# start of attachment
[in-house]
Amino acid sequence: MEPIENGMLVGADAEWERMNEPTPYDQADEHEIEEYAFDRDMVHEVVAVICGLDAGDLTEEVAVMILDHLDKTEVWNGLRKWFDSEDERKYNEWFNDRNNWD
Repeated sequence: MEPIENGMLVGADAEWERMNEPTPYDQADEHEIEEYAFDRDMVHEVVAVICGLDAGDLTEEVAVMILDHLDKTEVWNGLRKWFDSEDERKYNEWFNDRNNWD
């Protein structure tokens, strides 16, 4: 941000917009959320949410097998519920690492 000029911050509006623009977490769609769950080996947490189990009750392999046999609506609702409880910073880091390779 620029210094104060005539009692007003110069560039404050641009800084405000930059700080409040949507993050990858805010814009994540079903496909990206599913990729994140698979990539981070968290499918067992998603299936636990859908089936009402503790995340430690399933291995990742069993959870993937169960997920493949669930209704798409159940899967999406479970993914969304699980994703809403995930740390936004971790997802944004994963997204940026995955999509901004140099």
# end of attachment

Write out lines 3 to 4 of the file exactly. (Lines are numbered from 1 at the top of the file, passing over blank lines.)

Repeated sequence: MEPIENGMLVGADAEWERMNEPTPYDQADEHEIEEYAFDRDMVHEVVAVICGLDAGDLTEEVAVMILDHLDKTEVWNGLRKWFDSEDERKYNEWFNDRNNWD
């Protein structure tokens, strides 16, 4: 941000917009959320949410097998519920690492 000029911050509006623009977490769609769950080996947490189990009750392999046999609506609702409880910073880091390779 620029210094104060005539009692007003110069560039404050641009800084405000930059700080409040949507993050990858805010814009994540079903496909990206599913990729994140698979990539981070968290499918067992998603299936636990859908089936009402503790995340430690399933291995990742069993959870993937169960997920493949669930209704798409159940899967999406479970993914969304699980994703809403995930740390936004971790997802944004994963997204940026995955999509901004140099």